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HMRC horror show: Five learning points from restaurant VAT case

Neil Warren analyses a case about alleged suppression of sales on VAT returns from a restaurant and highlights some important learning points.

26th Mar 2020
Independent VAT Consultant
Columnist
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Chinese food
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As far as the first tier tribunal case of Chinese restaurant owners Wei Xian and Qian Hong Peng (TC7523) is concerned, the HMRC officer involved in the case should be made to stand on the stage of a crowded theatre and sing the famous song: “If there’s a wrong way to do it, nobody does it like me.” 

The case related to alleged suppression of sales (and therefore output tax) on VAT returns submitted by the partnership between June 2011 and March 2015. HMRC initially assessed underpaid VAT of £158,953 in August 2016, largely based on on-site observations made about the ratio of cash versus card sales. The officer concluded that half of all cash sales were omitted from the returns. 

End result

The tribunal’s decision concluded that the VAT underpaid was £5,682, so it was not a good outcome for HMRC considering the officer spent a lot of time doing the calculations and reviews, as well as four undercover visits. Here are five learning points from this fascinating case.

1. Internal reviews of assessments by HMRC are worthwhile

The assessed amount of £158,953 was initially reduced to £95,365 following an internal review by a separate HMRC officer. The reduction corrected some large arithmetical errors made by the original officer, and also a bizarre decision to assess output tax on rental income (for part of the premises sublet to another restaurant), even though the partnership had never opted to tax the building so it was exempt from VAT.

2. HMRC has one year to raise an assessment once they have full facts available to them

The assessment was raised on 1 August 2016 but HMRC had the full facts about their findings by 25 May 2015. The assessment was therefore raised out of time as far as the usual four-year error correction period is concerned, meaning that HMRC could only assess periods going back two years from August 2016. So, periods up to and including June 2014 were out of time, leaving only periods September 2014 to March 2015.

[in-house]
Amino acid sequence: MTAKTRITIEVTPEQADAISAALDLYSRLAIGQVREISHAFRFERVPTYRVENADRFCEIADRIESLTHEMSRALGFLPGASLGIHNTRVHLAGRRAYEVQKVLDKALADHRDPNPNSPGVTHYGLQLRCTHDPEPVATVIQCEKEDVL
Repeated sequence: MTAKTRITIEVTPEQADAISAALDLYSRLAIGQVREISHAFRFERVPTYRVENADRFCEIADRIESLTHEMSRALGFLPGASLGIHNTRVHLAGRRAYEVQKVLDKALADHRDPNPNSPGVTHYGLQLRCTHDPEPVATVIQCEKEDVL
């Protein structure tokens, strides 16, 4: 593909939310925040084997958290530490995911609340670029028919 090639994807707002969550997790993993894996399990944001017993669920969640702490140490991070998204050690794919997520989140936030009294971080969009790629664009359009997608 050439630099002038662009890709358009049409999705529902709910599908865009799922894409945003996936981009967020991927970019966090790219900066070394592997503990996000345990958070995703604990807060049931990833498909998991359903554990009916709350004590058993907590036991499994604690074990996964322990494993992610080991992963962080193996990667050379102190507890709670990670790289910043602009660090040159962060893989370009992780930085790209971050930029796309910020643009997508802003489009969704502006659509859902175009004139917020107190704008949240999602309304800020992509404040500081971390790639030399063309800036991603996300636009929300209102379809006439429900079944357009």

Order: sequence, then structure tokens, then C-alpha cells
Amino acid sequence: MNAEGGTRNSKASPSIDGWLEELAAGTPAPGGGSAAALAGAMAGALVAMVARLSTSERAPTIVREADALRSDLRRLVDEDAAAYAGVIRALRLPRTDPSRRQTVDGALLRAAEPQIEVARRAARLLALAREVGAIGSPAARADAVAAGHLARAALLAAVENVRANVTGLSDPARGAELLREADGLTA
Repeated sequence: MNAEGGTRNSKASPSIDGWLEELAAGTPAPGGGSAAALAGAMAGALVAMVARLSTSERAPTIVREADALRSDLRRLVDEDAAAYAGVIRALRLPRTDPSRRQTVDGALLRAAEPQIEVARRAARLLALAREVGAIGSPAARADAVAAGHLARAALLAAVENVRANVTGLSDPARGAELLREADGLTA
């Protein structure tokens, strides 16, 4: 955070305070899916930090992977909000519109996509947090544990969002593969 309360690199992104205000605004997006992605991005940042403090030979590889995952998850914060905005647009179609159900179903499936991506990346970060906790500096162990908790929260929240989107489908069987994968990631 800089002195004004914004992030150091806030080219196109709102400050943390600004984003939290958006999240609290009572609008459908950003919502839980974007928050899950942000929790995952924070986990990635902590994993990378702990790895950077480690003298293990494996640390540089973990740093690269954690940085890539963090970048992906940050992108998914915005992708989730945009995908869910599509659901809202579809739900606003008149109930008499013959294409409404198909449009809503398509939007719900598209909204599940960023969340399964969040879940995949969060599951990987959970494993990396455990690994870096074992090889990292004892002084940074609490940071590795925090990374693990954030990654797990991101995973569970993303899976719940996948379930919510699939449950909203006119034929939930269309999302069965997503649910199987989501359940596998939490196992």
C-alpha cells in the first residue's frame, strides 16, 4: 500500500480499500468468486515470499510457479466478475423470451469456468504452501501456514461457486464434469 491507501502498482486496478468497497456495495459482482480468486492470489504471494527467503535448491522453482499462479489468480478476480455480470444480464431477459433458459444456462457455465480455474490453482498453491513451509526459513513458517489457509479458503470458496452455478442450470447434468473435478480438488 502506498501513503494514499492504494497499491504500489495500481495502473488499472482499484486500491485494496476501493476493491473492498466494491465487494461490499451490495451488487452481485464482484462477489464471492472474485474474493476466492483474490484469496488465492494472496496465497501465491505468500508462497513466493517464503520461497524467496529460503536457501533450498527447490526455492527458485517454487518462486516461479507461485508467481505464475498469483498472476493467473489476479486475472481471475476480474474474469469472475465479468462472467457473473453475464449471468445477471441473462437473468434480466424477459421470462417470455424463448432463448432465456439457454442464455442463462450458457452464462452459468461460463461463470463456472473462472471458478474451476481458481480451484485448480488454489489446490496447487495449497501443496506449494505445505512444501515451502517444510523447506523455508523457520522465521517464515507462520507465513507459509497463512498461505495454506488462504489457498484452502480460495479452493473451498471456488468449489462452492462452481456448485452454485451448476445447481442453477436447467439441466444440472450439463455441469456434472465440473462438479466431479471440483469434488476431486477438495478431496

3. The onus for proving ‘deliberate’ suppression of sales is on HMRC

HMRC said that because output tax had been deliberately underpaid by the taxpayer, their power of assessment went back 20 years. This power is given by s77(4) and (4A), VATA1994 but the tribunal disagreed; there had been no subjective proof that takings had been deliberately suppressed by the partnership. The onus is on HMRC to prove that the taxpayer is guilty and not for taxpayers to prove they are innocent.

4. Officers must follow HMRC’s internal guidance and consider whether an assessment is credible

If HMRC’s assessment was correct, the business would have ‘hidden’ sales of nearly £3,000 a week. Was this realistic for a business supplying buffet-style food in the small market town of Boston? HMRC policy note VAEC1510 from the VAT Assessments and Error Correction manual is worth a read, including the comment that officers should ask the question: “Could the business have actually under-declared this amount of tax?”   

5. Officers must show they have used their ‘best judgment’ with any calculations they make

Officers can raise an assessment when they consider that VAT has been understated on a return submitted by a business, this power being given by s73(1), VATA1994. The officer’s conclusion that 63% of total sales were ‘cash’ was rejected by the tribunal, which decided that 43% was a more accurate figure, taking all evidence into account. 

Conclusion 

To balance the books, the partnership did not help the situation with some poor record-keeping, including a faulty till that did not have a battery. The reality was that HMRC had strong indicators that there was a VAT problem but not enough evidence to support the drastic actions taken by the officer with her assessment.    

Replies (2)

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By meadowsaw227
30th Mar 2020 10:16

So they effectively got away with it ! .

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By [email protected]
30th Mar 2020 11:52

Having read the case, the issue that has been ignored in the article, is how their Accountant appeared to have turned a blind eye to this money laundering activity.

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